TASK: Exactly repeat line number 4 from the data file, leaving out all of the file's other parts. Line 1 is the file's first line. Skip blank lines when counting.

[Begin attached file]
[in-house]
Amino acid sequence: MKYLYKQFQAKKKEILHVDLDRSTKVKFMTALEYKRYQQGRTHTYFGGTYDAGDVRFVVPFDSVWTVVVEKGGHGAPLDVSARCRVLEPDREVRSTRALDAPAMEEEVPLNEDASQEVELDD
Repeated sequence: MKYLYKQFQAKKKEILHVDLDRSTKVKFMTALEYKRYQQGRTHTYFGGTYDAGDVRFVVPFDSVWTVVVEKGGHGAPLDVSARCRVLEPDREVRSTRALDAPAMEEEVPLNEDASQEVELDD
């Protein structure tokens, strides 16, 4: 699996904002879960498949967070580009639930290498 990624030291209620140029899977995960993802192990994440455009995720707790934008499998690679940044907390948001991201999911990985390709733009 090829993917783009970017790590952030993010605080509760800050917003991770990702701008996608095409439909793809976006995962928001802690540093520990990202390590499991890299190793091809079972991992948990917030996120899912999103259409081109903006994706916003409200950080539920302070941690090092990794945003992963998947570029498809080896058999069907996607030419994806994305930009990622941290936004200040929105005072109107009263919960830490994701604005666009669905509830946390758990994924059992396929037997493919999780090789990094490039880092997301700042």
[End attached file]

């Protein structure tokens, strides 16, 4: 699996904002879960498949967070580009639930290498 990624030291209620140029899977995960993802192990994440455009995720707790934008499998690679940044907390948001991201999911990985390709733009 090829993917783009970017790590952030993010605080509760800050917003991770990702701008996608095409439909793809976006995962928001802690540093520990990202390590499991890299190793091809079972991992948990917030996120899912999103259409081109903006994706916003409200950080539920302070941690090092990794945003992963998947570029498809080896058999069907996607030419994806994305930009990622941290936004200040929105005072109107009263919960830490994701604005666009669905509830946390758990994924059992396929037997493919999780090789990094490039880092997301700042």